This article originally published on BikeRadar
More than 20 years after Colnago began carbon-fiber frame production, the Italian company has released the C60 with a few unique design elements, including a "ThreadFit" bottom bracket shell that features a closely-machined steel insert, and soon, a disc-brake model with co-molded dropouts that integrate a caliper mount and a fork with a thru-axle system based on Manitou's Hexlock15.
Beyond the routine claims of a wider and stiffer frame, there are a few remarkable things going on with the new C60. The family-owned company got a jump on the industry giants in 2012, releasing the first road machine with fully hydraulic braking and electric shifting. That bike, the C59 Disc, also came with mechanical drivetrain options, and featured the same star-shaped tubes as Colnago introduced in 2010.
The C60 blends Colnago tradition with some surprising new twists.
Back in the day, ornate steel lugs were a point of pride for craft builders like Ernesto Colnago, whose company built bikes for many of the biggest names in the sport. While some companies retained the modular, plug-n-play technology of tubes and lugs in the transition to carbon, others embraced monocoque or tube-to-tube technology. While Colnago has gone this route with its Asian-made bikes, it has firmly held the line with carbon lugs for its Italian-made bikes like the C60. (Click here to check out some of the amazing bicycles in Colnago's museum.)
"This is our technology, our history," said Colnago frame designer Davide Fumagalli. "We have some advantages; we can better check the thickness and pressure on all the tubes to ensure uniformity. This is stronger, and repeatable."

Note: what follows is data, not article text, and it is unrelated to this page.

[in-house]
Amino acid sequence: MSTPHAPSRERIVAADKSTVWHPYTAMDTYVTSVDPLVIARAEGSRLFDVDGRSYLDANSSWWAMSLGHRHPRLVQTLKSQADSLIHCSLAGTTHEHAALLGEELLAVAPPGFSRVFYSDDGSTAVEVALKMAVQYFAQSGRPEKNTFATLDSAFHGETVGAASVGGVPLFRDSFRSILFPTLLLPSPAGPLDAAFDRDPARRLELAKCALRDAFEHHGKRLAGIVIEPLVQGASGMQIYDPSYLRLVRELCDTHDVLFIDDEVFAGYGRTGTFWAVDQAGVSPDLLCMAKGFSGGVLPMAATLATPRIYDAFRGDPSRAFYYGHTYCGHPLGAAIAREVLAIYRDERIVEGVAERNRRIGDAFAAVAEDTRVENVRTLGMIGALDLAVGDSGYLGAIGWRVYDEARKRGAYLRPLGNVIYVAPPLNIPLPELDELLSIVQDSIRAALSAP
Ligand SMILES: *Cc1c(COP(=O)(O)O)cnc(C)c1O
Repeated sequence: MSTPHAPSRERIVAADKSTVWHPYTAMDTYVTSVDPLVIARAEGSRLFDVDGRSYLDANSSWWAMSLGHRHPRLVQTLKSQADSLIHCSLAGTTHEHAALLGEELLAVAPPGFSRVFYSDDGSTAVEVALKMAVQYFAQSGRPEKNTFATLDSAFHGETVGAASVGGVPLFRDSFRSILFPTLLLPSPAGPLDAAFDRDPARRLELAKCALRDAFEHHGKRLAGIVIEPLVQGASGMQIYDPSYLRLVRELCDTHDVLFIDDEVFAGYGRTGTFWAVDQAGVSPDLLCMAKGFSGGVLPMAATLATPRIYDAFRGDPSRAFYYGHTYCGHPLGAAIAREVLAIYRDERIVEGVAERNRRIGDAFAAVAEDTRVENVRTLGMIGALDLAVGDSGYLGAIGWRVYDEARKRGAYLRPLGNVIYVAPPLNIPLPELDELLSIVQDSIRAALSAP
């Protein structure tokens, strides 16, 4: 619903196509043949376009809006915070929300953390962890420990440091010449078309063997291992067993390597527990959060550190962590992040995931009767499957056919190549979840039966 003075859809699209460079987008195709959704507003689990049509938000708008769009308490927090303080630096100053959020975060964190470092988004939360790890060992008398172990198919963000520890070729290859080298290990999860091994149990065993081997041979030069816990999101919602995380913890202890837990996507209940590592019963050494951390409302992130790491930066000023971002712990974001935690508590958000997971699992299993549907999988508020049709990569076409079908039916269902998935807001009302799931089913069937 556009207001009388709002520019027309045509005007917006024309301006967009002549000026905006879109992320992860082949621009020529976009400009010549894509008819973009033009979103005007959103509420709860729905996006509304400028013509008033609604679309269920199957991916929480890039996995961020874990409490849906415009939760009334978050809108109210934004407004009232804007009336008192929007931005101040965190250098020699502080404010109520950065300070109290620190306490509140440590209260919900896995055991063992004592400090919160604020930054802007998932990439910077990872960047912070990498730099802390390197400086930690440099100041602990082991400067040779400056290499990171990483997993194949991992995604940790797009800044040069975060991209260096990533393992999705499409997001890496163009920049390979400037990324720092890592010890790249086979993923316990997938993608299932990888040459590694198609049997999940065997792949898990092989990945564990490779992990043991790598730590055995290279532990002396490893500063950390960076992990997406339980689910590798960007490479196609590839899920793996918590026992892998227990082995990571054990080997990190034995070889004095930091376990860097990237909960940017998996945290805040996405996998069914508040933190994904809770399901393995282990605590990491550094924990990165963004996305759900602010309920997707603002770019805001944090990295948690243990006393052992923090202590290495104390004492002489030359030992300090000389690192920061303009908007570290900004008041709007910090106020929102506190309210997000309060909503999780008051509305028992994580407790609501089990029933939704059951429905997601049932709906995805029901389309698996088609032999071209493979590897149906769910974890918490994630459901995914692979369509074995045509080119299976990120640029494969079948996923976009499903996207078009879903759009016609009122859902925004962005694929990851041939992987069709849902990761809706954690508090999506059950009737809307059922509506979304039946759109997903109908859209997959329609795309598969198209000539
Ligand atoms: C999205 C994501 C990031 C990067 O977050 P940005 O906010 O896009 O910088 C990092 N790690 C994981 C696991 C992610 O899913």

A raceable but comfortable ride has long been a Colnago goal. While some companies have designed some models to be low and stiff with others that are high and comfortable, Colnago has endeavored to make a comfortable race bike. In recent carbon bikes, that means a stout head tube junction, and chainstays that are internally ribbed for lateral stiffness but tapered toward the dropouts for vertical flex.
While some of the design technology is relatively new — Colnago only moved completely to CAD and FEA design for early prototypes with the C59 — the act of building bikes is anything but for the 60-year-old company. Ernesto Colnago got his start with a small bike shop in his hometown of Cambiago, just east of Milan, and quickly moved into building bikes for the likes of Eddy Merckx. Today, the C60 is assembled in the basement underneath his house, which is quite literally just across the street from Colnago's main headquarters. Some of his employees have been with him for more than 30 years.
The new twists
Colnago, as a man and as a company, realizes that Italian tradition may make for a quaint story, but it won't make for many sales without a new technology story.
Beyond changes like moving to star-shaped lugs (instead of round ones), and beefing up the down tube 50 percent over the C59, the C60 has some legitimately unique properties.